This month, two Ohio State Mansfield professors are leading Ohio State students on study abroad trips to broaden their college experience.
Steven Joyce, associate professor of German, is leading a month-long trip to Corfu, Greece, while Ozeas Costa, associate professor of Earth Sciences, is spending nine days in Costa Rica with 38 students from Ohio State and community colleges in Georgia and Arizona.
It’s Joyce’s second May semester study abroad. Twenty students, including two from Mansfield, will earn credit for Introduction to Western Tradition & Contemporary European Issues during classes taught by professors at Ionian University in Corfu who specialize in topics ranging from ancient to modern age Greece.
Group excursions to locations such as the site of the ancient oracle at Dodona and the Byzantine museum in Corfu will allow students to see and experience firsthand what they have learned in the classroom.
“It’s an unfolding set of stories,” Joyce said. “It’s absolutely great. Everything they are learning in the classroom is right there.”
May semester was created last year as the university transitioned from quarters to semesters. Up to three credits of May semester courses are offered free of tuition, although there is a cost for study abroad travel, lodging, meals and other expenses. The four-week courses allow students to get an extra class in before they head off for summer jobs or other endeavors.
“We wanted this class to be a regional campus initiative,” Joyce said. “Regional students don’t want to be gone for a long time, so we thought if we could offer a class they can finish in four weeks, they would be interested.”
The Costa Rica program, Environment and Culture in Costa Rica, includes lectures at Ohio State the first and fourth weeks of the semester, as well as nine days of travel through the country of Costa Rica, visiting coffee plantations, national parks, cloud forests, a nature preserve accessed by boat, and wetlands. In each location, participating students from various programs, including zoology, environmental and natural resources, journalism, environmental health and strategic communications, will interview local managers, ecotourism operators and scientists about sustainability.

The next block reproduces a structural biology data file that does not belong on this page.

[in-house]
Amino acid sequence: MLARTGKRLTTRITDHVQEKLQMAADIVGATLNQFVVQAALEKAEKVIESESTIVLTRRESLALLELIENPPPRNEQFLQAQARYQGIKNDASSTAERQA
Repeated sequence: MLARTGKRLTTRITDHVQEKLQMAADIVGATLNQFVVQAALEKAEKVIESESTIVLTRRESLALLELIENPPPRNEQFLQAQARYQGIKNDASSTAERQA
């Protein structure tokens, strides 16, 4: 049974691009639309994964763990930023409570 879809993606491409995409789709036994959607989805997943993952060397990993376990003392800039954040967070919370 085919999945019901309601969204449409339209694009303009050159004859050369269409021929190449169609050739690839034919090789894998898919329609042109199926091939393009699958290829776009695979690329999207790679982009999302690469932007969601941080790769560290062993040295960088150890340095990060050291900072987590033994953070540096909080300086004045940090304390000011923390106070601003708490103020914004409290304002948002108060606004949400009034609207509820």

“This trip will allow students to challenge the idea that conservation and economic development cannot work together,” Costa said. “Those two things don’t need to be antagonists. And Costa Rica is an example of that.”
Every other day, students will have time to reflect on those experiences and how it ties into their own academic plans and perspectives for the future. They will also have the chance to write about their experiences from the perspective of their major.
Of concern to both professors was promoting the trips university-wide while working from a regional campus. But social media and word-of-mouth from students, as well as the excellent reputation of the professors, sold the classes. Costa’s students have either taken a class with him, or are friends with one of his students. Students from last year’s trip to Greece posted photos on Facebook of their experiences. This year 50 students applied for the Greece trip, but there were only 20 slots.
“It was really tough to tell 30 they couldn’t go,” Joyce said. “They all meet the requirements academically for study abroad.”
For many students, it’s the first time they have left Ohio. Instructors, as well as the Office of International Affairs in Columbus, work with the students to prepare them culturally.
“Corfu is Orthodox Christian,” Joyce said. “We teach them that there is a certain way to dress and act. We talk about the perceptions Greeks have about Americans, especially women, and generally about college students. We remind them that they represent The Ohio State University and the United States when they are visiting the country.”